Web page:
'Total return is the amount of value an investor earns from a security over a specific period, typically one year, when all distributions are reinvested. Total return is expressed as a percentage of the amount invested. For example, a total return of 20% means the security increased by 20% of its original value due to a price increase, distribution of dividends (if a stock), coupons (if a bond) or capital gains (if a fund). Total return is a strong measure of an investment’s overall performance.'

Which means for our asset as example:- The total return, or increase in value over 5 years of WisdomTree Bloomberg U.S. Dollar Bullish Fund is 21.3%, which is lower, thus worse compared to the benchmark SPY (66.7%) in the same period.
- Compared with SPY (46%) in the period of the last 3 years, the total return, or performance of 4.5% is lower, thus worse.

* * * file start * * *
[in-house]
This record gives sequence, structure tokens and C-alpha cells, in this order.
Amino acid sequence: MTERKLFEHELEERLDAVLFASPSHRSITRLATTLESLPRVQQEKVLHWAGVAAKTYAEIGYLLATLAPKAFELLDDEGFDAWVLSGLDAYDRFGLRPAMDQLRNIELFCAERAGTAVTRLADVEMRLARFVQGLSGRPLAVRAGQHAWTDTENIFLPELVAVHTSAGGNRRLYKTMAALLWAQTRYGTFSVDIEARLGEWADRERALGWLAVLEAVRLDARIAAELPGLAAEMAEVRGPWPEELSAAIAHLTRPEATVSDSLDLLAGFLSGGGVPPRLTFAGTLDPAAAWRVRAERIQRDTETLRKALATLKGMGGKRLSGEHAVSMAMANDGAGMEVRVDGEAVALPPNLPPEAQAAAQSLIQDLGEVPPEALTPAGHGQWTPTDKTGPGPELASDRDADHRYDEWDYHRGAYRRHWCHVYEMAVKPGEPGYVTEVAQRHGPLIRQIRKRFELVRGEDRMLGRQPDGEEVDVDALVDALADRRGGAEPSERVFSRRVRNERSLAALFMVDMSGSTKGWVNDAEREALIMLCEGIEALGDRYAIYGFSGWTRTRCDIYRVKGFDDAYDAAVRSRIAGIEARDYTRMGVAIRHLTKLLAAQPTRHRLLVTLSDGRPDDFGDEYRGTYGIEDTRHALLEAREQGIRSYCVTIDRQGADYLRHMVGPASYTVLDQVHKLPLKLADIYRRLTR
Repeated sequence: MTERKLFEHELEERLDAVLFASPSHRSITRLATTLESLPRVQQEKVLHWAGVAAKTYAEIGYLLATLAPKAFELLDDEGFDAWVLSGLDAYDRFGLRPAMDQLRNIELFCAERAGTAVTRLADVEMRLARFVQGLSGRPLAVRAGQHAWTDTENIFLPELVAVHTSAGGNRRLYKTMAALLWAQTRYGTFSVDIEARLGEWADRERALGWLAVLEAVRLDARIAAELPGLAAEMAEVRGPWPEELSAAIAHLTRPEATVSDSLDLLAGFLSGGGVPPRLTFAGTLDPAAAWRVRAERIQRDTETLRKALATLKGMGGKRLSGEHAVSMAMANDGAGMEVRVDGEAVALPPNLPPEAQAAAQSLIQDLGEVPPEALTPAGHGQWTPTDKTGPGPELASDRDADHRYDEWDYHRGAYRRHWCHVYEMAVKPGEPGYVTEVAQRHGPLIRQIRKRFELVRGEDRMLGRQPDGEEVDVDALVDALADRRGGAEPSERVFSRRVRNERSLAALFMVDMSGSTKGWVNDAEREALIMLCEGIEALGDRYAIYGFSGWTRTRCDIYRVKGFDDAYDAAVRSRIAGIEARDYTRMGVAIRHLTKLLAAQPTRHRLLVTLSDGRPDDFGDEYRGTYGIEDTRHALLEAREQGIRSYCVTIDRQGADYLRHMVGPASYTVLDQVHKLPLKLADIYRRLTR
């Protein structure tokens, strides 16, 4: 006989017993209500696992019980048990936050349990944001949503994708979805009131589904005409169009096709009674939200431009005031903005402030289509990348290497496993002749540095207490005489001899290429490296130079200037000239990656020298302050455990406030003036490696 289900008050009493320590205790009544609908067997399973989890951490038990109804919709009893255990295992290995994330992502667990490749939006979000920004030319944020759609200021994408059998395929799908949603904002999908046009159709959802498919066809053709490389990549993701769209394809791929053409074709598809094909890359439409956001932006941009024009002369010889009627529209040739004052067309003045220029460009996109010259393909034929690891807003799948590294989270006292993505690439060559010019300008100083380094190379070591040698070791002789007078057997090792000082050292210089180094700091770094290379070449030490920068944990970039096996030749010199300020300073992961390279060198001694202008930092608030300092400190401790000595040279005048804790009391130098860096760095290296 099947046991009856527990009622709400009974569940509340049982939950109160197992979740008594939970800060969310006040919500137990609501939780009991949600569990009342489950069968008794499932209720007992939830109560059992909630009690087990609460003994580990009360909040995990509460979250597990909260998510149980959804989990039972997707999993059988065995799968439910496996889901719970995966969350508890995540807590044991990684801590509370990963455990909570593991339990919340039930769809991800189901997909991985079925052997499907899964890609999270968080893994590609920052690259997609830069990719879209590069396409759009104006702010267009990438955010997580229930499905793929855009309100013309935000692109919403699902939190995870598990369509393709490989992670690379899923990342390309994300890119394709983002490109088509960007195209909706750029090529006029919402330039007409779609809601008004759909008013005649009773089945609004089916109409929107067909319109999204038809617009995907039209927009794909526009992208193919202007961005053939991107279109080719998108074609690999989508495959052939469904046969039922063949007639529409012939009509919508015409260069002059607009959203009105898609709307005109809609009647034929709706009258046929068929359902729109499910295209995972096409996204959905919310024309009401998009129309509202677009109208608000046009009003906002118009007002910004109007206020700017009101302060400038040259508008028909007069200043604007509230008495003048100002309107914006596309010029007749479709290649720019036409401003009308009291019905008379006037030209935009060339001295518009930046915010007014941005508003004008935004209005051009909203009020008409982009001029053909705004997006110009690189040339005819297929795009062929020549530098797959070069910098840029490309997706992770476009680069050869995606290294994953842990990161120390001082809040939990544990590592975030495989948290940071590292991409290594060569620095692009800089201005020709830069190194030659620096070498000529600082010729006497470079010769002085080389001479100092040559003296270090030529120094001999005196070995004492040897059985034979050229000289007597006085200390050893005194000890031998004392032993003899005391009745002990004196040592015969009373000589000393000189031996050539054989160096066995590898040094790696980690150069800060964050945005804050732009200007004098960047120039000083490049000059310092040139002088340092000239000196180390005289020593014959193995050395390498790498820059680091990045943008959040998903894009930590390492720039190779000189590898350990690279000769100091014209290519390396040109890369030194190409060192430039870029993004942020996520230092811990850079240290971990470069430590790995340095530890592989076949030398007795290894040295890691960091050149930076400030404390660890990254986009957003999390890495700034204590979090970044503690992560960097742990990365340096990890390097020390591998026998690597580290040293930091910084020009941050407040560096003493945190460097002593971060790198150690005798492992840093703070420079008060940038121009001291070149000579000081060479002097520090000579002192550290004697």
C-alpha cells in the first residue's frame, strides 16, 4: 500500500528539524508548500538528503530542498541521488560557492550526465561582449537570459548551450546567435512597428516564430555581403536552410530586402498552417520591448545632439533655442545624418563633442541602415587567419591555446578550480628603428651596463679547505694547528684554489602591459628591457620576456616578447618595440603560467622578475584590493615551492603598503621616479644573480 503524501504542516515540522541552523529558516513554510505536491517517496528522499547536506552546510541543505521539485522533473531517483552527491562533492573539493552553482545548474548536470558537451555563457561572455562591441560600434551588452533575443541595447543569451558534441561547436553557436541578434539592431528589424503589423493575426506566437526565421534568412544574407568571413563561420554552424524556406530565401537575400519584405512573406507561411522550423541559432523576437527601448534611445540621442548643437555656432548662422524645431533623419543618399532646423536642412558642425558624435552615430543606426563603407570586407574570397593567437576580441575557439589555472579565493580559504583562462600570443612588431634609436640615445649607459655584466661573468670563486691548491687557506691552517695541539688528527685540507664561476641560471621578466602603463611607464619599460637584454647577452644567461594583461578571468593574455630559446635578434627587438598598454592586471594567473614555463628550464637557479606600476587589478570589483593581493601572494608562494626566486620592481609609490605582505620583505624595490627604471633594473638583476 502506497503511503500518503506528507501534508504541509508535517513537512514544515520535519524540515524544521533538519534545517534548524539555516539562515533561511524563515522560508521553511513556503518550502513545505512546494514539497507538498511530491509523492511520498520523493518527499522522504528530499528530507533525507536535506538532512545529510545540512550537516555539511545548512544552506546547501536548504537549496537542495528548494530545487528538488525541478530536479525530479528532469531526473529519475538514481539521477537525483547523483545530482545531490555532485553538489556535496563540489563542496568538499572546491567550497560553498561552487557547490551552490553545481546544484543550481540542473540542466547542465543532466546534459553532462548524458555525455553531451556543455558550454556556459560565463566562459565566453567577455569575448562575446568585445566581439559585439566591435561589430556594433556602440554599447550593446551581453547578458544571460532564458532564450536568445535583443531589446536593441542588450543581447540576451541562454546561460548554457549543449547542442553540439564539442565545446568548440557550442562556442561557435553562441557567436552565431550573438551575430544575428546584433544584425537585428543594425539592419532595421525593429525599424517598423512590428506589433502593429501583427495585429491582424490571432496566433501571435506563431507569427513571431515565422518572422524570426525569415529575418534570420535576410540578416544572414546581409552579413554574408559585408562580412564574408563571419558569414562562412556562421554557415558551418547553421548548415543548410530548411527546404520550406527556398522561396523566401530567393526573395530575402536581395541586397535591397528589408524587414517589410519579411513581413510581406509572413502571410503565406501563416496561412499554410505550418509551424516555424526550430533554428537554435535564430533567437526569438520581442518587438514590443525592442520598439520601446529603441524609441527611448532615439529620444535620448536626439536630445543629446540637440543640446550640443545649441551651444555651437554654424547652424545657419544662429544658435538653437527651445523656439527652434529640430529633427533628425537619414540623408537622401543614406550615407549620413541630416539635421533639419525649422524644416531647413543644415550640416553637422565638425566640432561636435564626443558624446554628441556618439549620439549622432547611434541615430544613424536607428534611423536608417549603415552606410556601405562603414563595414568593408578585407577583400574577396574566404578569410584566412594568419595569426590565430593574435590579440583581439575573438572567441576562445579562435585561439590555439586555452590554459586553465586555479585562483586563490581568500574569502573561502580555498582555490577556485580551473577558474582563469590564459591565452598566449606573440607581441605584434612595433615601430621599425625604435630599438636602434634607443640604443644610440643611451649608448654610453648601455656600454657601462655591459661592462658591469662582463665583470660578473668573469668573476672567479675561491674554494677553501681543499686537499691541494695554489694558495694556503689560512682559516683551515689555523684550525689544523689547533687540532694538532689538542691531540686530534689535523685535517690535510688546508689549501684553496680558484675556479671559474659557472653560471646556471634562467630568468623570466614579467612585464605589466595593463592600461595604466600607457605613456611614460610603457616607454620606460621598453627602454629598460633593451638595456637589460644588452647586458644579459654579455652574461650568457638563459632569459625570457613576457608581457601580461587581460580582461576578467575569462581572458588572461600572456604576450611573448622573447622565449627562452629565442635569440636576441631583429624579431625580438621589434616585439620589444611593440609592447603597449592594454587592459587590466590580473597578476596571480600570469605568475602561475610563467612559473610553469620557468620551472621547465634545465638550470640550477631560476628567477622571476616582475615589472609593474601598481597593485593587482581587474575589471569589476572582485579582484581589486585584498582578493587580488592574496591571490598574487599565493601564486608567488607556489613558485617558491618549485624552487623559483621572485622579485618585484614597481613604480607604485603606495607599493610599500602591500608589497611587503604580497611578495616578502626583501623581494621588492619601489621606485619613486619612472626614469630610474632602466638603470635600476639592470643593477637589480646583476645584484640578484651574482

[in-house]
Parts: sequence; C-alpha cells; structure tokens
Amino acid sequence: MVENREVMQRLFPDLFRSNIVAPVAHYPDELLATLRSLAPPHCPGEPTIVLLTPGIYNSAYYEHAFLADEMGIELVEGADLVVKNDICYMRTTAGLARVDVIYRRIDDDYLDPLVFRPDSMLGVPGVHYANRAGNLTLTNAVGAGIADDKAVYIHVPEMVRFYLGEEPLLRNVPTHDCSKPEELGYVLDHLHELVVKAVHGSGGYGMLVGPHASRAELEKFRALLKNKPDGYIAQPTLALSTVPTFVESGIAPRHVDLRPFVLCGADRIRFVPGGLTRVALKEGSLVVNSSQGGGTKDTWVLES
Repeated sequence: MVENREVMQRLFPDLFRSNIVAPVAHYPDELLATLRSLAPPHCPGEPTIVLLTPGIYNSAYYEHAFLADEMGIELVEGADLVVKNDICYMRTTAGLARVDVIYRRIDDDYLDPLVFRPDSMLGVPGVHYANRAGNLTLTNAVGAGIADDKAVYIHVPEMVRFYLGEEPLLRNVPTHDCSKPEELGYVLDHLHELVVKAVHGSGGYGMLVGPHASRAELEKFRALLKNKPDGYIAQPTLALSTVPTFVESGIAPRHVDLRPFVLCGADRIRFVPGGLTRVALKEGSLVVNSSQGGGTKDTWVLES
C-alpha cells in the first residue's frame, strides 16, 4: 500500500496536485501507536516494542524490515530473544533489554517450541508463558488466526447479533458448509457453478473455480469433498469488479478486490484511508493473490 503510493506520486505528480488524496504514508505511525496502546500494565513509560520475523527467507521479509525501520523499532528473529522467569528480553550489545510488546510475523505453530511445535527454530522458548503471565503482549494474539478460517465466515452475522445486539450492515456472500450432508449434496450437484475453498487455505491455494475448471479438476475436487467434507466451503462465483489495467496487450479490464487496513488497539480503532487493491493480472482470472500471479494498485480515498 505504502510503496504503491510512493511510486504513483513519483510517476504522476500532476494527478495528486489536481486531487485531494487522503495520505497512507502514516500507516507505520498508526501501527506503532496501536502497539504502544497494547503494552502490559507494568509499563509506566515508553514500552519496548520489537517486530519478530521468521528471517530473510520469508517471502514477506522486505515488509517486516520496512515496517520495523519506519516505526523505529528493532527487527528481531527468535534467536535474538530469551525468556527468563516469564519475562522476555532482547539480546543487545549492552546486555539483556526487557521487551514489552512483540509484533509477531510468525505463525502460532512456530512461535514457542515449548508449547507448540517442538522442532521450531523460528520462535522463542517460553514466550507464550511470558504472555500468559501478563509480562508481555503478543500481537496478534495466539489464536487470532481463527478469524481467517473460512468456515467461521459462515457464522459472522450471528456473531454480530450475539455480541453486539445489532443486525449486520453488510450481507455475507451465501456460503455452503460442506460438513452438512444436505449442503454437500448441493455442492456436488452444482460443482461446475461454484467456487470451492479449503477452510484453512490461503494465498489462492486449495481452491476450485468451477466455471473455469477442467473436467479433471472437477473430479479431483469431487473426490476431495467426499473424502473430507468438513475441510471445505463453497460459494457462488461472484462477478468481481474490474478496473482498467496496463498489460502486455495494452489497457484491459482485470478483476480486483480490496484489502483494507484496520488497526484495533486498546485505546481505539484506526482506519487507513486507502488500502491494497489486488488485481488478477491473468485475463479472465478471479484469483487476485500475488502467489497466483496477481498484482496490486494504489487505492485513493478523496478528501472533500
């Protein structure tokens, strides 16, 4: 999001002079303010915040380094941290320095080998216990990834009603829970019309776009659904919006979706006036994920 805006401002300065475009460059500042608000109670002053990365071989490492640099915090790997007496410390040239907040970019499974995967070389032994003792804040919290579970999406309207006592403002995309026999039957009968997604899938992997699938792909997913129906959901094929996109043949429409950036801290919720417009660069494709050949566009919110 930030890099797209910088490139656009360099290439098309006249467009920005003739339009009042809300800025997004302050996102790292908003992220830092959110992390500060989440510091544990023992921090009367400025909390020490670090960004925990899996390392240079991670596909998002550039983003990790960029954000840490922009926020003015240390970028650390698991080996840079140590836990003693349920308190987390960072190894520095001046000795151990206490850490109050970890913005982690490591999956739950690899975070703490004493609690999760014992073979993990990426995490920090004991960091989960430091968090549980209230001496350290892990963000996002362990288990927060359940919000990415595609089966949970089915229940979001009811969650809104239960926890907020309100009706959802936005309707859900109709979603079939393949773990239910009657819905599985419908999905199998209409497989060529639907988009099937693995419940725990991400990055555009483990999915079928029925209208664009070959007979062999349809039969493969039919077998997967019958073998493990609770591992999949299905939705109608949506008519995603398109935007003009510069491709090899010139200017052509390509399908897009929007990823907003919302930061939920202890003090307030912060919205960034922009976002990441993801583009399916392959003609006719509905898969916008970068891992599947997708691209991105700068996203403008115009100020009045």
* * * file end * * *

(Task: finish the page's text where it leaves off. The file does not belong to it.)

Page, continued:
'Compound annual growth rate (CAGR) is a business and investing specific term for the geometric progression ratio that provides a constant rate of return over the time period. CAGR is not an accounting term, but it is often used to describe some element of the business, for example revenue, units delivered, registered users, etc. CAGR dampens the effect of volatility of periodic returns that can render arithmetic means irrelevant. It is particularly useful to compare growth rates from various data sets of common domain such as revenue growth of companies in the same industry.'

Applying this definition to our asset in some examples:- Looking at the compounded annual growth rate (CAGR) of 3.9% in the last 5 years of WisdomTree Bloomberg U.S. Dollar Bullish Fund, we see it is relatively lower, thus worse in comparison to the benchmark SPY (10.8%)
- During the last 3 years, the annual performance (CAGR) is 1.5%, which is lower, thus worse than the value of 13.5% from the benchmark.

'In finance, volatility (symbol σ) is the degree of variation of a trading price series over time as measured by the standard deviation of logarithmic returns. Historic volatility measures a time series of past market prices. Implied volatility looks forward in time, being derived from the market price of a market-traded derivative (in particular, an option). Commonly, the higher the volatility, the riskier the security.'